There is no evidence that the anonymous poster or posters obtained documents at issue in an improper manner, despite the fact that RTC continually characterizes the anonymous postings as "unauthorized." See RTC Supp. Brf. at 5:27, 10:3. Whether RTC authorized the postings does not determine whether the alleged trade secret information was gained through improper means. Cf Litton Sys., Inc. v. Honeywell Inc., 1995 U.S. Dist. LEXIS 729, at *153 (C.D. Cal. Jan. 4, 1995) ("A contract to restrict the use of trade secrets cannot itself establish that trade secrets actually existed or that they were infringed."). If such were the case, plaintiffs in trade secret cases would never have to prove anything other than that they did not "authorize" the disclosure. Instead, courts consider the circumstances of use and purported protection of the secret. See, e.g., F.A.C.T.Net, 901 F. Supp. at 1526 (factors include "extent to which the information is known outside the business" and "the precautions taken by the holder of the trade secret to guard the secrecy").

The crucial, but wholly unsupported, assumption RTC makes is that the anonymous Internet poster gained the works through improper means. See RTC Supp. Brf. at 4:19-5:6 (Court should "take judicial notice that knowledge of improper origins of these works would inhere in the a.r.s. newsgroup followers"). RTC has not, however, satisfied its burden of proving that the alleged trade secret information was originally posted or subsequently acquired by Mr. Erlich through improper means. See Chicago Lock Co., 676 F.2d at 405 (rejecting misappropriation claim because plaintiff could not prove that the sources of the trade secret information breached any confidential relationships).

[12] Lamb-Weston, Inc. v. McCain Foods, Ltd., 941 F.2d 970 (9th Cir 1991), cited by RTC, is inapposite. In Lamb-Weston, the defendant hired employees from the plaintiff and the defendant knew these employees had confidential information. Here, in contrast, Scientology documents may be publicly available through proper means. as found by Judge Kane in F.A.C.T.Net. Also, all Internet readers are not bound by RTC's conclusory claims of confidentiality.

Given the F.A.C.T.Net decision quoted above and the risk of leaks acknowledged by this Court (Preliminary Injunction Order (9/22/95) at 28 n. 25) it is at least as likely that RTC's alleged trade secrets became public through accidental disclosure as any other means. A trade secret may enter the public domain as the result of accidental disclosure. See Masonite Corp., 42 Cal. App. 4th at 455 (trade secret status lost by filing with a public agency and becoming a public record, regardless of whether any competitor obtained the information or whether such disclosure occurred "deliberately or inadvertently," or "even if mistaken"); Chicago Lock Co., 676 F.2d at 404 (trade secret law does not protect against "accidental disclosure"). Thus, the means by which Judge Kane recognized the works had entered the public domain legitimately negated the works' trade secret status, despite RTC's claim that it did not authorize the disclosures.[13]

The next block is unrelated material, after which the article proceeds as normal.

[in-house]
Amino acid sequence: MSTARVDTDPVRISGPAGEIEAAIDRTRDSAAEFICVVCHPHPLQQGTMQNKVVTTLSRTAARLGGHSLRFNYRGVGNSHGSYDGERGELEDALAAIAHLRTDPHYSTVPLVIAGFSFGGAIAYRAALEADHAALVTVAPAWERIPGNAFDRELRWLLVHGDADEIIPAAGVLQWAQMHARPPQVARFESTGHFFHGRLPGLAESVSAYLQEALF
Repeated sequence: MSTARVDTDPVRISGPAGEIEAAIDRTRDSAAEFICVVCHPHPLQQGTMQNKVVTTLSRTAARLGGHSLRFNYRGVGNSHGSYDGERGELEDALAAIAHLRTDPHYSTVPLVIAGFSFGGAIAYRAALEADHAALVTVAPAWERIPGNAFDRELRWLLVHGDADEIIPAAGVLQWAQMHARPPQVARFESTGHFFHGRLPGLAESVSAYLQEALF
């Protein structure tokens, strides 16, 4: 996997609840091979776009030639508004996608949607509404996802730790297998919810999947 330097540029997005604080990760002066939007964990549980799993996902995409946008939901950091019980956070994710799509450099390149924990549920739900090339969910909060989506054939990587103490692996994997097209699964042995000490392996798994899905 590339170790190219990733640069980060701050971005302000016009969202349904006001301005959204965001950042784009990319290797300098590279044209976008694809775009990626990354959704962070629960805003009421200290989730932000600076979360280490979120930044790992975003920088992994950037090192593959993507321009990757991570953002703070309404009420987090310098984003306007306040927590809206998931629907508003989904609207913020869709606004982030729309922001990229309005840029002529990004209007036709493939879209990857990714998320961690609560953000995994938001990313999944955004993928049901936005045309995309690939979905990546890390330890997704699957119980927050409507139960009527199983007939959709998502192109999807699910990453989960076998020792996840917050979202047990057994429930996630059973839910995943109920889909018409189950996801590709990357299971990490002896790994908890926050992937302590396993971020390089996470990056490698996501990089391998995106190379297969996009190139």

[13] There is no evidence to support RTC's argument that a theft of unidentified documents was so notorious as to defeat any claim that the documents were obtained fairly. RTC Supp. Brf. at 4:19-5:6. There is, in fact, no admissible evidence in the record to establish such notoriety or that the theft predates all leaks. It is also impossible for Mr. McShane to testify to the means by which the anonymous poster obtained the materials. See Erlich's Motion to Strike filed herewith.

D. Because Publicly Available Information Cannot Be Recalled Into Trade Secret Status, The Anonymous Status Of One Who Discloses Such Information To The Public Can Have No Bearing On This Court's Decision.

Once information is in the public domain and accessible by potential competitors, it cannot be recalled into trade secrecy. See Preliminary Injunction Order (9/22/95) at 31:10-16 (holding that "once that trade secret has been released into the public domain there is no retrieving it"). This decision rests on solid authority. See Masonite Corp., 42 Cal. App. 4th at 453-54 (rejecting plaintiff's attempt to "resurrect trade secret privilege" after inadvertent public disclosure); In re Remington Arms Co., 952 F.2d at 1033; Smith v. Dravo Corp., 203 F.2d 369, 373 (7th Cir. 1953) ("That which has become public property cannot be recalled to privacy."); Vekamaf Holland B. V. v. Pepe Benders, Inc., 211 U.S.P.Q. (BNA) 955, 979 (D. Minn. 1981).